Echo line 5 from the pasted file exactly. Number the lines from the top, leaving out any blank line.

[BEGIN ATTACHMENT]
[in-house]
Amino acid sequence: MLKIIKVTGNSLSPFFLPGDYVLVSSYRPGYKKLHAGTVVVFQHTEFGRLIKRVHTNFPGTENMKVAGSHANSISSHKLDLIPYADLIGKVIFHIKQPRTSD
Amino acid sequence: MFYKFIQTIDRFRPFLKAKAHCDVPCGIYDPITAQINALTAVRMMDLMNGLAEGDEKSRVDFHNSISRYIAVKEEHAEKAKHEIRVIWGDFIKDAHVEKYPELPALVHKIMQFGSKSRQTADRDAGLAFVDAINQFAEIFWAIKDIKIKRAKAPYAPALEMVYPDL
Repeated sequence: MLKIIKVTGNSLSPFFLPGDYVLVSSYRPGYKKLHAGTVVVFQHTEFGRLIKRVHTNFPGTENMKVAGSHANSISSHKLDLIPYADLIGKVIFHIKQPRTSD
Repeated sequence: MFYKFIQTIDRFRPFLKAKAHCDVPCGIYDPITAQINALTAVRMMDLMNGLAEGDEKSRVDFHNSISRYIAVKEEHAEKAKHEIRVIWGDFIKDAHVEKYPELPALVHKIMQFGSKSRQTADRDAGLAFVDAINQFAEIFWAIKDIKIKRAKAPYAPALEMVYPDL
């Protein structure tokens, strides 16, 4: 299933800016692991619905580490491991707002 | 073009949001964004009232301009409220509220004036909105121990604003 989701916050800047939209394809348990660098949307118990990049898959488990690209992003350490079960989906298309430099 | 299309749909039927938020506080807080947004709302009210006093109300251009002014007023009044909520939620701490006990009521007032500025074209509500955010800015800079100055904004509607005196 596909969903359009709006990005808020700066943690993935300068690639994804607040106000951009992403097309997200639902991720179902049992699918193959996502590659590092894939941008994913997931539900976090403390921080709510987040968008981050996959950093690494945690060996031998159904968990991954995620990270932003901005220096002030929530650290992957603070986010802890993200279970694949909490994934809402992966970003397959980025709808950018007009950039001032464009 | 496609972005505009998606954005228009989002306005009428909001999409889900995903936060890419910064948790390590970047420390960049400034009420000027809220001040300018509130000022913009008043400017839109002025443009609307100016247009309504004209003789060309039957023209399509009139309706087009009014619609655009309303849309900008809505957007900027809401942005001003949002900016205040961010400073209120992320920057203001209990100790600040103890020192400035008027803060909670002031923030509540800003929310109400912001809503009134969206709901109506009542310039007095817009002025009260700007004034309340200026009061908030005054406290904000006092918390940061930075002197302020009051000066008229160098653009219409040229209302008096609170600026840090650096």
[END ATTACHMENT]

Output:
Repeated sequence: MFYKFIQTIDRFRPFLKAKAHCDVPCGIYDPITAQINALTAVRMMDLMNGLAEGDEKSRVDFHNSISRYIAVKEEHAEKAKHEIRVIWGDFIKDAHVEKYPELPALVHKIMQFGSKSRQTADRDAGLAFVDAINQFAEIFWAIKDIKIKRAKAPYAPALEMVYPDL